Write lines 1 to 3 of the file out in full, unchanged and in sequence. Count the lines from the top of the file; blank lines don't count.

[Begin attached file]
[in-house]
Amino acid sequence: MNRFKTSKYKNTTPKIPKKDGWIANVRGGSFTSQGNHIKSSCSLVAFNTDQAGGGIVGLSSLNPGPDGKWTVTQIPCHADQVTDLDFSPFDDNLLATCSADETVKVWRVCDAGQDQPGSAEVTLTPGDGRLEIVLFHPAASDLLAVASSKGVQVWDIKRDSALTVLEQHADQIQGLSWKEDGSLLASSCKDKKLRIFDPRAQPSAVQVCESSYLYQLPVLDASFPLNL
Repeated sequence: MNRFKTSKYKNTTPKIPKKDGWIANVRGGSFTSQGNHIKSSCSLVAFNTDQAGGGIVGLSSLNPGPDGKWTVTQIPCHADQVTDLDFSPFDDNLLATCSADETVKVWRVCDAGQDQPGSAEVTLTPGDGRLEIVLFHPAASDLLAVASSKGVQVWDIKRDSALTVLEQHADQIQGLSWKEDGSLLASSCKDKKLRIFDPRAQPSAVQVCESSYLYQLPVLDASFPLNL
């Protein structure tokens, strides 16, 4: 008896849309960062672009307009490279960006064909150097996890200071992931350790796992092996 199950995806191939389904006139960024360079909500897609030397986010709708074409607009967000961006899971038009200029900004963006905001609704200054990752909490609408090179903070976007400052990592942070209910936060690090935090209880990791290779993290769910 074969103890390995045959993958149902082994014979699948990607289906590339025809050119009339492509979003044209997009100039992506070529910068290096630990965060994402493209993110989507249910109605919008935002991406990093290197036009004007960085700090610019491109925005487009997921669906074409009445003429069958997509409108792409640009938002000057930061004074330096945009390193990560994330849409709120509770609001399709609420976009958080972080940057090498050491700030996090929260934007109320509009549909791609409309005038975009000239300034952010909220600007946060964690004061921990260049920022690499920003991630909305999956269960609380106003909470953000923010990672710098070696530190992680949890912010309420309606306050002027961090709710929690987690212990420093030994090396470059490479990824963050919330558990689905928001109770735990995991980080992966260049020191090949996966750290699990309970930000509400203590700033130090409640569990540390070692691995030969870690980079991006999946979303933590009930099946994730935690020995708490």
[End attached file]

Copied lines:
[in-house]
Amino acid sequence: MNRFKTSKYKNTTPKIPKKDGWIANVRGGSFTSQGNHIKSSCSLVAFNTDQAGGGIVGLSSLNPGPDGKWTVTQIPCHADQVTDLDFSPFDDNLLATCSADETVKVWRVCDAGQDQPGSAEVTLTPGDGRLEIVLFHPAASDLLAVASSKGVQVWDIKRDSALTVLEQHADQIQGLSWKEDGSLLASSCKDKKLRIFDPRAQPSAVQVCESSYLYQLPVLDASFPLNL
Repeated sequence: MNRFKTSKYKNTTPKIPKKDGWIANVRGGSFTSQGNHIKSSCSLVAFNTDQAGGGIVGLSSLNPGPDGKWTVTQIPCHADQVTDLDFSPFDDNLLATCSADETVKVWRVCDAGQDQPGSAEVTLTPGDGRLEIVLFHPAASDLLAVASSKGVQVWDIKRDSALTVLEQHADQIQGLSWKEDGSLLASSCKDKKLRIFDPRAQPSAVQVCESSYLYQLPVLDASFPLNL